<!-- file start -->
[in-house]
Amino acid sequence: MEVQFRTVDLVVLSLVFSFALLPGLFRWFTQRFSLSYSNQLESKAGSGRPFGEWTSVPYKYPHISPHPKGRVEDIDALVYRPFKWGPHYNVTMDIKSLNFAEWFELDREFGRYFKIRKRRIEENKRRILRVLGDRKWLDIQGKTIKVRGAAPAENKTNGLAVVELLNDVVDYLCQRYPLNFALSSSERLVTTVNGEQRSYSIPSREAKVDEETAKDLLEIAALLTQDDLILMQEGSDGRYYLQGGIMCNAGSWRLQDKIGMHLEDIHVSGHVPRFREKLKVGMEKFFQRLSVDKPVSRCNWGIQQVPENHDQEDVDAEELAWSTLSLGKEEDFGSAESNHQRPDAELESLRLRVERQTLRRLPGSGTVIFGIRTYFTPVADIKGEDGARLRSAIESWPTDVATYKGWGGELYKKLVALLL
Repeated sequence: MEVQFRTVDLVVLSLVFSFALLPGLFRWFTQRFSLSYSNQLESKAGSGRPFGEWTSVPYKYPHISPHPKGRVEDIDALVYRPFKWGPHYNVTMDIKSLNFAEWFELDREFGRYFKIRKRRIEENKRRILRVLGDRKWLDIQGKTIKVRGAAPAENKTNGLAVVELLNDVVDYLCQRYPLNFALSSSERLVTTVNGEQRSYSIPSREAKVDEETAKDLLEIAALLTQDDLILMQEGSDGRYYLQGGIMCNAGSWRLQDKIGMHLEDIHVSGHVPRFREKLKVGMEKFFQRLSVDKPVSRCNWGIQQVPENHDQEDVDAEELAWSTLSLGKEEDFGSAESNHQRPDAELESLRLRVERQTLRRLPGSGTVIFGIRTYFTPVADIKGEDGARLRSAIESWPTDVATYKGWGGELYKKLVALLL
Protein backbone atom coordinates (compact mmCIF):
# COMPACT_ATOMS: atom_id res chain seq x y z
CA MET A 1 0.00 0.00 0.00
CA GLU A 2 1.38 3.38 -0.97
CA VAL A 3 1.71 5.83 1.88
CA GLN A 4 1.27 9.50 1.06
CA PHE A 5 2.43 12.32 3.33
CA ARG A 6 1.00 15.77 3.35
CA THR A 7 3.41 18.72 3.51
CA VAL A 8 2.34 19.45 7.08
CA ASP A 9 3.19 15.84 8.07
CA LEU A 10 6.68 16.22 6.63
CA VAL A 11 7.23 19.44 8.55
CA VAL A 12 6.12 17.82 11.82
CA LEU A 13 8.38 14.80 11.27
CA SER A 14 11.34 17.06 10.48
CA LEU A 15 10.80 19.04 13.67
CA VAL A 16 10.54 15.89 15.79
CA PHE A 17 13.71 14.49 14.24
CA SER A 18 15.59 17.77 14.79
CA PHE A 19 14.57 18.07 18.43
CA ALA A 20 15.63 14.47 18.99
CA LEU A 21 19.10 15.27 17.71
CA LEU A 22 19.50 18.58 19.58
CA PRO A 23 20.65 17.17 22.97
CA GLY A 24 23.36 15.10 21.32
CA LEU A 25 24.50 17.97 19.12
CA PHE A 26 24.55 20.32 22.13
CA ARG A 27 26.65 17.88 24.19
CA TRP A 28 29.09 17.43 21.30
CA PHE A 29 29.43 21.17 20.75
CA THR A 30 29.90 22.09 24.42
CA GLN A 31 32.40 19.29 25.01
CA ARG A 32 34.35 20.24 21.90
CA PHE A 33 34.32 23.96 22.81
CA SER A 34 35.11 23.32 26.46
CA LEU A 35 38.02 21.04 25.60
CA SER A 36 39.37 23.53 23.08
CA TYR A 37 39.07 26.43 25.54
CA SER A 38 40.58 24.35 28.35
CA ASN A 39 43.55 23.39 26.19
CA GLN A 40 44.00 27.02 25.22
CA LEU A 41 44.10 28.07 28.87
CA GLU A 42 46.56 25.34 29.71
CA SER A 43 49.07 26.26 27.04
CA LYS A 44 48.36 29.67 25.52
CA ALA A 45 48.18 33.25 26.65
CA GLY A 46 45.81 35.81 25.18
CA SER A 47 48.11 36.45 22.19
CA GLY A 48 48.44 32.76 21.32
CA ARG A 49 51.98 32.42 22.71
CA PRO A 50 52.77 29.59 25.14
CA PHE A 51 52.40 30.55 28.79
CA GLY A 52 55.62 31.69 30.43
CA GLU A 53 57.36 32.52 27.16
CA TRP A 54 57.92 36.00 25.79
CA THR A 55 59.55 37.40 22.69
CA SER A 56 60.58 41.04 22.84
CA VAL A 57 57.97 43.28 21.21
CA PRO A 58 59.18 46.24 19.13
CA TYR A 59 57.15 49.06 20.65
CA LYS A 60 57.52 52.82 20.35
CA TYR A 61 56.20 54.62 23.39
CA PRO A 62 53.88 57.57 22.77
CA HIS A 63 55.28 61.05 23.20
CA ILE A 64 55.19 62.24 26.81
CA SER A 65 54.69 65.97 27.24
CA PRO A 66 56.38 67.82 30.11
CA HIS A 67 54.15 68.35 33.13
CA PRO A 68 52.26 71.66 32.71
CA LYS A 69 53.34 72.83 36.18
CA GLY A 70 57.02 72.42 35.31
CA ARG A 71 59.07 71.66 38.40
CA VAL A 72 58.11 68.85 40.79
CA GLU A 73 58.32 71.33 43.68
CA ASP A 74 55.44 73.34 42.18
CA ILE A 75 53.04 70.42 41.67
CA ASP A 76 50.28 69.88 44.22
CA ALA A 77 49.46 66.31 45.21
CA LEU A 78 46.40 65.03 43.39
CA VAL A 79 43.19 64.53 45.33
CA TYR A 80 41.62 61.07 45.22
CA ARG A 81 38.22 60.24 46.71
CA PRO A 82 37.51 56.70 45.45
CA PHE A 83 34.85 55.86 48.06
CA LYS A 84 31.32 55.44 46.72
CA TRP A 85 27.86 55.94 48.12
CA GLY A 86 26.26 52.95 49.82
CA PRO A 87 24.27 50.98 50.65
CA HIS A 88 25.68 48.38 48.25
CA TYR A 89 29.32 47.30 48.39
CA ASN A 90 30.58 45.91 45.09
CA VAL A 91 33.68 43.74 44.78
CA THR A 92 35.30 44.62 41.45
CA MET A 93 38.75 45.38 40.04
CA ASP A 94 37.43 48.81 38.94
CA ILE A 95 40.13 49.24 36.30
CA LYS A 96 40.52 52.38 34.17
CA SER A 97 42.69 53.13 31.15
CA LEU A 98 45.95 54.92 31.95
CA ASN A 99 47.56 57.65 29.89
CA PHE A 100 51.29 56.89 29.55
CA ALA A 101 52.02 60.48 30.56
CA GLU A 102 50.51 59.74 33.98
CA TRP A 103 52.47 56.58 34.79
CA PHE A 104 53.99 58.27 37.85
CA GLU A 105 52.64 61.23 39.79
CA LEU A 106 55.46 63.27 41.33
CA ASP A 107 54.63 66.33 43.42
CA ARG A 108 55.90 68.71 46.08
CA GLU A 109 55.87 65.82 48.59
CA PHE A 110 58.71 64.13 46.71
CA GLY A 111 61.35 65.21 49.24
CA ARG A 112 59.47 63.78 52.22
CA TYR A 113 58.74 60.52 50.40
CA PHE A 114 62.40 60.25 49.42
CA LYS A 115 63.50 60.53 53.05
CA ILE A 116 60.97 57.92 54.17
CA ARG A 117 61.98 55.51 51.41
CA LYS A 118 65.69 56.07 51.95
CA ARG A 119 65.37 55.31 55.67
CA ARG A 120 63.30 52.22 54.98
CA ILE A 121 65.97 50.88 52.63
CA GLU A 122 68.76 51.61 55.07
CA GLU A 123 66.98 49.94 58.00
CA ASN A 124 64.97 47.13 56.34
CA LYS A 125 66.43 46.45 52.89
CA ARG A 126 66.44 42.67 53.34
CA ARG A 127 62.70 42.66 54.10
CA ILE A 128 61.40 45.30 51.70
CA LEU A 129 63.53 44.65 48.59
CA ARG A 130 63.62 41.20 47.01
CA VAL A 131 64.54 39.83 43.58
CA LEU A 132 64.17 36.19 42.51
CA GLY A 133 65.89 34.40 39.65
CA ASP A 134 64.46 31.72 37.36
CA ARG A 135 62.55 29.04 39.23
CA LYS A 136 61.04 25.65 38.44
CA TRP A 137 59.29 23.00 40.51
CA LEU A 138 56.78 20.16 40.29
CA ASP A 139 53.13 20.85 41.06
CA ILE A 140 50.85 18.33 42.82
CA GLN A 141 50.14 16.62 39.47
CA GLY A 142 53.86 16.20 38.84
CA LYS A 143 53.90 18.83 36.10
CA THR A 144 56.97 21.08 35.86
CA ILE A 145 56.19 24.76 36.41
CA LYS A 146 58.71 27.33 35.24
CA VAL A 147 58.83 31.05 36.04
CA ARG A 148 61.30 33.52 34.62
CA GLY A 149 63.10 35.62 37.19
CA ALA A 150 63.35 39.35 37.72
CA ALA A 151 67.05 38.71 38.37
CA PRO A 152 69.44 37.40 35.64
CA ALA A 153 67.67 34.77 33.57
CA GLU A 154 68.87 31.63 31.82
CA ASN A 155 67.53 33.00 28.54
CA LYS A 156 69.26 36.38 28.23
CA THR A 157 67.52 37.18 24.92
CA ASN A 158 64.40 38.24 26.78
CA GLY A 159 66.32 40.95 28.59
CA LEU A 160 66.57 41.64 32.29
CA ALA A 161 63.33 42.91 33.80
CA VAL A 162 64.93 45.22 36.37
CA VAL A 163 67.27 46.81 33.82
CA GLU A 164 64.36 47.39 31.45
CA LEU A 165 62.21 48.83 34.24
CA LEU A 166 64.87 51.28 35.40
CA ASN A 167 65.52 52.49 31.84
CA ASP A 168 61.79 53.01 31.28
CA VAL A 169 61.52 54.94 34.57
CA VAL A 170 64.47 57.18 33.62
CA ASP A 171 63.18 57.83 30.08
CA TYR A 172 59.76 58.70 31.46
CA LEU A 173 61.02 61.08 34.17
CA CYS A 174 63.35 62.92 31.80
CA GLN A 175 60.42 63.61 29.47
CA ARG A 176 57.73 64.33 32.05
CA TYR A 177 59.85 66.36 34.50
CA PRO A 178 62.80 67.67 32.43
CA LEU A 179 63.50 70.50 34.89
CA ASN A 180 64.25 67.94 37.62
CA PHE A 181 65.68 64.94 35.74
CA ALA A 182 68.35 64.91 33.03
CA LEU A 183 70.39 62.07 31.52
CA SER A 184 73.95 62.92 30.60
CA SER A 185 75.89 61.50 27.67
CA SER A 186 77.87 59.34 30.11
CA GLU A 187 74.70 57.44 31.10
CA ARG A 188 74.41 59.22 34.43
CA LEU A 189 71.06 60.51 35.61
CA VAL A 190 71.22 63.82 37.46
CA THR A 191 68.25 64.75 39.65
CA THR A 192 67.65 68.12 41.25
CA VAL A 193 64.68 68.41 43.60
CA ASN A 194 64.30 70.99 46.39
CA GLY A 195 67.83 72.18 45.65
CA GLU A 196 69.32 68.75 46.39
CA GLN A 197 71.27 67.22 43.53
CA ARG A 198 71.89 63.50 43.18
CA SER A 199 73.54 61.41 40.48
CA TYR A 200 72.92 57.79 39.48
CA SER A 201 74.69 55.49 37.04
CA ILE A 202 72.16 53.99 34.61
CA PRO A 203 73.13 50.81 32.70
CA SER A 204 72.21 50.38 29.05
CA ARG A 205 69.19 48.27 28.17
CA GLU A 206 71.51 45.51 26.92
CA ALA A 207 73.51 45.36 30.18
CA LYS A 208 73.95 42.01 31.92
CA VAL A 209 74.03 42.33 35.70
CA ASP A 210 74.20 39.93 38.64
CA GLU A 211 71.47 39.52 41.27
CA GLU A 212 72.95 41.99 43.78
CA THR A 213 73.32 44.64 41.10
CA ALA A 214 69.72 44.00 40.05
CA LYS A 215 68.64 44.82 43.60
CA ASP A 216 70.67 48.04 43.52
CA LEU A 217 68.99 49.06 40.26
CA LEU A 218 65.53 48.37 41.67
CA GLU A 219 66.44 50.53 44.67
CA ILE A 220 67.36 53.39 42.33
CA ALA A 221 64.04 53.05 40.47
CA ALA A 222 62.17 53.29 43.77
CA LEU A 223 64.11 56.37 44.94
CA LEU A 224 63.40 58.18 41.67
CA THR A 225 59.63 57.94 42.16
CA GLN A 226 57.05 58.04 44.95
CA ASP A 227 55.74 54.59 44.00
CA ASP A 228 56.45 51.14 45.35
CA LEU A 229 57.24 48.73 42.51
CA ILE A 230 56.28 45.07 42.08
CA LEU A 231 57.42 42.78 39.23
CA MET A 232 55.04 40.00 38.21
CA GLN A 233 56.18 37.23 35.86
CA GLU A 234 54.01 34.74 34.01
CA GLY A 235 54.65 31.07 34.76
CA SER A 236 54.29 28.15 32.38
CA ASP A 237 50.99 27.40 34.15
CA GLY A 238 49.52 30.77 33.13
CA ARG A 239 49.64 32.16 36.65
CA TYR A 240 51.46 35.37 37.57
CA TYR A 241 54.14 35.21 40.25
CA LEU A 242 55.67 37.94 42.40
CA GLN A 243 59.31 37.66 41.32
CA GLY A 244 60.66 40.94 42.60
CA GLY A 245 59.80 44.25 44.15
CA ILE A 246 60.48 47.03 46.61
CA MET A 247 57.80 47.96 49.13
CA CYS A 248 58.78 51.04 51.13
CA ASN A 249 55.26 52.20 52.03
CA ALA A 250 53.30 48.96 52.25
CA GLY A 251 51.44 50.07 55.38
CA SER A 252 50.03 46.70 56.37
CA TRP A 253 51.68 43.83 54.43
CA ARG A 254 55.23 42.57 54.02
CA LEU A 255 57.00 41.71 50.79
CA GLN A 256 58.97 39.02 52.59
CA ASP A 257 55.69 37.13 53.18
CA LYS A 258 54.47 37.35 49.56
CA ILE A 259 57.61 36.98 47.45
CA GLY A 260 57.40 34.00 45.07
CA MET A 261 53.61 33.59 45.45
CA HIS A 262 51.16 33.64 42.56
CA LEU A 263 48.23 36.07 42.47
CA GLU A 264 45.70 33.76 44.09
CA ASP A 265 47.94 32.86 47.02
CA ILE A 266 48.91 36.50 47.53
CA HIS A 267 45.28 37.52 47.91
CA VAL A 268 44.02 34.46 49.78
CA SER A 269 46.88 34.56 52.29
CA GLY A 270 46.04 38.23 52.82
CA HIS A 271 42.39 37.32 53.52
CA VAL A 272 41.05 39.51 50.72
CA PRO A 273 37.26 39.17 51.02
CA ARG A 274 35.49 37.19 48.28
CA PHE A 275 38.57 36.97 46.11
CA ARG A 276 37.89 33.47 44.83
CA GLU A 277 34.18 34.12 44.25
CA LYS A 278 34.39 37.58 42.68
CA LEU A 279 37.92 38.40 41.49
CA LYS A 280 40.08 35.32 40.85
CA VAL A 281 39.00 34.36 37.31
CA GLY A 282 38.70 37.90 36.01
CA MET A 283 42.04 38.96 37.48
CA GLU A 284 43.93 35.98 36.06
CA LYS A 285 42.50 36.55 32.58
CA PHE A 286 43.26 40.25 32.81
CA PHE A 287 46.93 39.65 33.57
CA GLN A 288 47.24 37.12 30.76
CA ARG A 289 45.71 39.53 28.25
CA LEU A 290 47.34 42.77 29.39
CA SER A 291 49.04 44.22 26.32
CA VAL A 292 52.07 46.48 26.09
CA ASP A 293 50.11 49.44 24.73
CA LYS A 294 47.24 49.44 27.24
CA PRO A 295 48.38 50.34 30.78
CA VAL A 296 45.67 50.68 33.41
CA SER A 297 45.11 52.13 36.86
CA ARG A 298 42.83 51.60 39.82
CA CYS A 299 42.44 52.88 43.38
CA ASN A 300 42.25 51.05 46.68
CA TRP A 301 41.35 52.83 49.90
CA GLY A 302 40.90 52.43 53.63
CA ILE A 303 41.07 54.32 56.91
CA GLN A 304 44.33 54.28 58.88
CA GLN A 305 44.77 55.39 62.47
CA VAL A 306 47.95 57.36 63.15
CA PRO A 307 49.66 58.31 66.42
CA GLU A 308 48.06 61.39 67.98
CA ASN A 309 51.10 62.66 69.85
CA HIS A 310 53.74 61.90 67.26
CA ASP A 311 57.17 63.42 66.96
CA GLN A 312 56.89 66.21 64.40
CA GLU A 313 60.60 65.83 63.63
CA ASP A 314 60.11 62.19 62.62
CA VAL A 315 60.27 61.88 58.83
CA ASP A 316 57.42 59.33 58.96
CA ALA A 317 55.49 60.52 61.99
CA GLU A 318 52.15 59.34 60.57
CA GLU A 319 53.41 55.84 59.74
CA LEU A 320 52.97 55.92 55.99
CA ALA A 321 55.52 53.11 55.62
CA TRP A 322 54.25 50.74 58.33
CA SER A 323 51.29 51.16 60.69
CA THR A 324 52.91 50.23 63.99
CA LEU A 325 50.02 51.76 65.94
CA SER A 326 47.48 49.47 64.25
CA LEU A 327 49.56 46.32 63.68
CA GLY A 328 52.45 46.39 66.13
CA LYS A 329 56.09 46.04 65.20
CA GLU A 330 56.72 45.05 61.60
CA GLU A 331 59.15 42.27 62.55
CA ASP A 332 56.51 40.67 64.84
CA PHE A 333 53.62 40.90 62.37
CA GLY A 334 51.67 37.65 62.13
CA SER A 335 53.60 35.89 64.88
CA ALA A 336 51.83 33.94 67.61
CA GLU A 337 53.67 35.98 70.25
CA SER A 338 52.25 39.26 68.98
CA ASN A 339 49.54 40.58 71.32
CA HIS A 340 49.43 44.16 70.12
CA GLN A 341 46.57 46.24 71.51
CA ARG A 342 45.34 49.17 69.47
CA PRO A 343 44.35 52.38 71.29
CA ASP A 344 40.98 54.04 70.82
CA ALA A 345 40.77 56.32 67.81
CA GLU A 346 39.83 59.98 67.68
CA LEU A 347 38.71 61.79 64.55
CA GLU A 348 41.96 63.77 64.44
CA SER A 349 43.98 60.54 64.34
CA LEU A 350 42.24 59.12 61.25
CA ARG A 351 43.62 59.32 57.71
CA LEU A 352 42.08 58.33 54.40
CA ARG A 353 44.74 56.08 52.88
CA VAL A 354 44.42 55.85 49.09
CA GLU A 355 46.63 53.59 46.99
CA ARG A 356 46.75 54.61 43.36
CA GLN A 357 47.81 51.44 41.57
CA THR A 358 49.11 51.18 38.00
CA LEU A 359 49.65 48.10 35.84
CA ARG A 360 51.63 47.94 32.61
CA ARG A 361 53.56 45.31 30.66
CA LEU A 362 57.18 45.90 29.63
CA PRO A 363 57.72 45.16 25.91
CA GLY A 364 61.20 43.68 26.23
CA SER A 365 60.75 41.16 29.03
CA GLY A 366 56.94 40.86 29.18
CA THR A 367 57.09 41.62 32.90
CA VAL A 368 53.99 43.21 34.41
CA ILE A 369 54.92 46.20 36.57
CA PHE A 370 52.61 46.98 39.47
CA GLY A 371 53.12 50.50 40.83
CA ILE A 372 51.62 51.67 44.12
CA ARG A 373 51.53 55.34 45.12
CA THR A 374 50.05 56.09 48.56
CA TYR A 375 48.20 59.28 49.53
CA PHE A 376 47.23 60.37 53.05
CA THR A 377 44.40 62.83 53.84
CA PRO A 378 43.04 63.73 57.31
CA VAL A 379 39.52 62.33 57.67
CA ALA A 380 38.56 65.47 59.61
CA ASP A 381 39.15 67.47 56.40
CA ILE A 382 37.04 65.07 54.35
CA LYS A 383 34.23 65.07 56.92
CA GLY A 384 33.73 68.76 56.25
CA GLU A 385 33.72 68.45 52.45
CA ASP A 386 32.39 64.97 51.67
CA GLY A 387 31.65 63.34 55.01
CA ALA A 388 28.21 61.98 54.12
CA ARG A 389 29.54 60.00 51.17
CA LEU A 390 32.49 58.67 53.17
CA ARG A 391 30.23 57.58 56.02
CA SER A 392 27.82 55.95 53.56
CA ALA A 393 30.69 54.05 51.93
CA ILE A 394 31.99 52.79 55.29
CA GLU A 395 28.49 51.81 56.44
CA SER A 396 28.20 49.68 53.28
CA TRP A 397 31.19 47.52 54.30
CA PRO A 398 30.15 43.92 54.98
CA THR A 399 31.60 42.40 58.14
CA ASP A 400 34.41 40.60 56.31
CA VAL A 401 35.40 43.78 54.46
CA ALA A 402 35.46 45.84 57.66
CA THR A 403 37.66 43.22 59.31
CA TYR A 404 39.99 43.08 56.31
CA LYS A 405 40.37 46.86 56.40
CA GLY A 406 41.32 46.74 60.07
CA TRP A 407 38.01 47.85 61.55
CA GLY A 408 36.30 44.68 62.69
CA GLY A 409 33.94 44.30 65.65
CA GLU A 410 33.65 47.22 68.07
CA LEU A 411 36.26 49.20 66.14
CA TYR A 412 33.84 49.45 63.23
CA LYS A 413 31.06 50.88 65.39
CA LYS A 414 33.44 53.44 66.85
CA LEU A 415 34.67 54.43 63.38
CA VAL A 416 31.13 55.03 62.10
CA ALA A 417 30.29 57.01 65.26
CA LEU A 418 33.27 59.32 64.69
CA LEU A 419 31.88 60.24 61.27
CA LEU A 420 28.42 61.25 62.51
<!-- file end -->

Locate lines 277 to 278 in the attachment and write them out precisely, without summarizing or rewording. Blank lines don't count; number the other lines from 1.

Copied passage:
CA VAL A 272 41.05 39.51 50.72
CA PRO A 273 37.26 39.17 51.02